Boston.com reports on the tragic accident that resulted in the death of an 8-year-old.
As his father raised his camera, an 8-year-old boy aimed an Uzi at a pumpkin set up at a shooting event. Before his father could focus, the third-grader from Connecticut squeezed the trigger, and the high-powered weapon recoiled and fatally shot the boy in the head.
The tragic death of Christopher Bizilj has raised a furor in the gun blogging world. Bryan Miller, who you may remember was involved with the infiltrator Mary McFate, has written an article which describes the incident as "unconscionable, selfish, stupid." Not much to argue with there. But he goes on to question whether the real motivation for this "sport like any other" might not be psycho-sexual. I guess this is what gets people upset.
On the Snowflakes in Hell blog, which I like very much and often read, Sebastian says about Bryan, "He’s shown himself to be hysterical, and not interested in rational discussion." To me that doesn't seem like a fair criticism. Then Sebastian's commenters really go over the top, accusing Bryan of dancing in the blood of the little boy.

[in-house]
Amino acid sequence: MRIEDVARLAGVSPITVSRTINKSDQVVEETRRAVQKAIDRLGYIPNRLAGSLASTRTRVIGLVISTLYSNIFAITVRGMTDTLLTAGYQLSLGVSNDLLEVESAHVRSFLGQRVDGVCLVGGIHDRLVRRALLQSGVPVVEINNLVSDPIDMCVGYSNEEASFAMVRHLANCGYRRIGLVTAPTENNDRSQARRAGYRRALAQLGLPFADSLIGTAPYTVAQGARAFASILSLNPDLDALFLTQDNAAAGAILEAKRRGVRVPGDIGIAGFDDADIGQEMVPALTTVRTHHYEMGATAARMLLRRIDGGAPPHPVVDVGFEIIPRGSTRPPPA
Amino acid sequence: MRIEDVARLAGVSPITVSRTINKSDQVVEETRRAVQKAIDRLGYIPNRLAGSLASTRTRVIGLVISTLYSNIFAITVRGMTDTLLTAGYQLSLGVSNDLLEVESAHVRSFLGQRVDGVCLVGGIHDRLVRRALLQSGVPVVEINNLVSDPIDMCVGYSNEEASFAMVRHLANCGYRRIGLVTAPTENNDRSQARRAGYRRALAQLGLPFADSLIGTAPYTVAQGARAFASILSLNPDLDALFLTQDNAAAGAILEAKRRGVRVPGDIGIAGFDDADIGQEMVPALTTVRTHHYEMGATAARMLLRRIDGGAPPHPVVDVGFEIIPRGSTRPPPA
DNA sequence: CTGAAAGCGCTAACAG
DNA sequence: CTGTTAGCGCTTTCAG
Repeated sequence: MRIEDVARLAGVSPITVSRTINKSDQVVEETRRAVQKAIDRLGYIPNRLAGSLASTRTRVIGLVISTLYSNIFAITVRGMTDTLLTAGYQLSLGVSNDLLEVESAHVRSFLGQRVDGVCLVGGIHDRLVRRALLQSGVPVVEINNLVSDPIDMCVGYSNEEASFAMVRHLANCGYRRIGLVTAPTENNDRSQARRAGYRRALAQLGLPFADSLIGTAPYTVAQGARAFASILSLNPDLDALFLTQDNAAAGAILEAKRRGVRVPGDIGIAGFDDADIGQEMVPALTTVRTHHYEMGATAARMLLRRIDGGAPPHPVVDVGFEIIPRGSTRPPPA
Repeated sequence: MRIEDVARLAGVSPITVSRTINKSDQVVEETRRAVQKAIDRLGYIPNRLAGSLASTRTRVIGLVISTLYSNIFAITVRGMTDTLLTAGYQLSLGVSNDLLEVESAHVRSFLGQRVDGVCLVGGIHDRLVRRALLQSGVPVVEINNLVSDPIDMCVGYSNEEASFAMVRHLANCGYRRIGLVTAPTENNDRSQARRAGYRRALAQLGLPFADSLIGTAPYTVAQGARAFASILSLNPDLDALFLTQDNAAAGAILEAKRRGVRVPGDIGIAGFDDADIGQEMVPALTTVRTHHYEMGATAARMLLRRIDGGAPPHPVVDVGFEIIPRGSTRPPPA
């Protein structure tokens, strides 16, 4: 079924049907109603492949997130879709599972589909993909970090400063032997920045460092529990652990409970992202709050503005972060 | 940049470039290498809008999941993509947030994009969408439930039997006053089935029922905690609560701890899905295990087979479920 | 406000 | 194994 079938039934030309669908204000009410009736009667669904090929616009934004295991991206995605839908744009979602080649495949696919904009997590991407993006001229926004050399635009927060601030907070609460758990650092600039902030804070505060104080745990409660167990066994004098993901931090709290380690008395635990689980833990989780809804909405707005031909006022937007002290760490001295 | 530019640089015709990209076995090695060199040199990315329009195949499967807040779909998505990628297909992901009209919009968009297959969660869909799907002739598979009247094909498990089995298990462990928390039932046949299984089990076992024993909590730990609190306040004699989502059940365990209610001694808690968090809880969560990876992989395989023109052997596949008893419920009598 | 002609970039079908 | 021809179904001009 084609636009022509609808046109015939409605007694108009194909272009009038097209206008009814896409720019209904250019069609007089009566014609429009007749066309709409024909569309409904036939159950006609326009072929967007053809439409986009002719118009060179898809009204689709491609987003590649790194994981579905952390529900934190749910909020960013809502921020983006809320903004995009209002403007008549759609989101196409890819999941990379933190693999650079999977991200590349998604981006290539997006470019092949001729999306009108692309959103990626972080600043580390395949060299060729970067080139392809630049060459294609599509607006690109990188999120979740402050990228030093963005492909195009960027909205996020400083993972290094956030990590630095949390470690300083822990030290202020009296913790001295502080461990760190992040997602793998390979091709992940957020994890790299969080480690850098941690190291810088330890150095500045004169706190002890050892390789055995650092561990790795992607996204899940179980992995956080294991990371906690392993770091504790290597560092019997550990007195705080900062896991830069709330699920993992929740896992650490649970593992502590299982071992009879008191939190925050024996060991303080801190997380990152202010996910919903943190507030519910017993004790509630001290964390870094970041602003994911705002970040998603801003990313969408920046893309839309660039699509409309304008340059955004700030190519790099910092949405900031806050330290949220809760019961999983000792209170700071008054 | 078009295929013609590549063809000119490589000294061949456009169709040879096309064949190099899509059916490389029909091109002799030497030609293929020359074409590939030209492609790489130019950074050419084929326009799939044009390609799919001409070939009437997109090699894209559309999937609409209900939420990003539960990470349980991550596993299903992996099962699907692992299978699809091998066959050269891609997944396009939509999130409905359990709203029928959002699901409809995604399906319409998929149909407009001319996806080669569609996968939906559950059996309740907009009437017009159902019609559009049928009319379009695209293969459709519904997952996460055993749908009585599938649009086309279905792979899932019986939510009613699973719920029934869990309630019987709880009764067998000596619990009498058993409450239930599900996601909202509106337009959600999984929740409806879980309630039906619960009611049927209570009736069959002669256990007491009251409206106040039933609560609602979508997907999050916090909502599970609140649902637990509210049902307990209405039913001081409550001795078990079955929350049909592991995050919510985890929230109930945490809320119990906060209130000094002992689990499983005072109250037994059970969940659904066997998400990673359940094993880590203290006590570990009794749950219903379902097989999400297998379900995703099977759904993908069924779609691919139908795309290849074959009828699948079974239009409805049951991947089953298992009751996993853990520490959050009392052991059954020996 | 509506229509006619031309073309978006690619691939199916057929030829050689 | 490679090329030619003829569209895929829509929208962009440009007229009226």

I say, it's perfectly reasonable to use a real life example to illustrate one's point. It's perfectly fair to ask questions like, what kind of sport is that? Is it really like any other, boating for example? Bryan's point seems to be that it isn't; that something's wrong with people who like guns. I can certainly understand why gun lovers would get defensive about this kind of questioning, but their anger and name-calling just obscures their answers.
Is there something to the theory that men who like to shoot guns are compensating for some kind of inadequacy in themselves? Is it so offensive to even ask the question? Isn't it possible that some gun enthusiasts are enthusiastic because of low self esteem, inordinate fear, feelings of inadequacy or paranoia? If so, how many, what percentage?
Another question arises in this case. A weapon like the Uzi seems to be outside the normal description of something needed for self defense or home protection. Or is it? Are these so-called assault weapons required for these purposes? If so, where do we draw the line? Should people be allowed surface to air missiles, hand grenades, land mines? For the very affluent gun enthusiast, the sky's the limit, I guess.
I say there should be some limits, but I honestly don't know where that line should be drawn. What do you think? What's your opinion.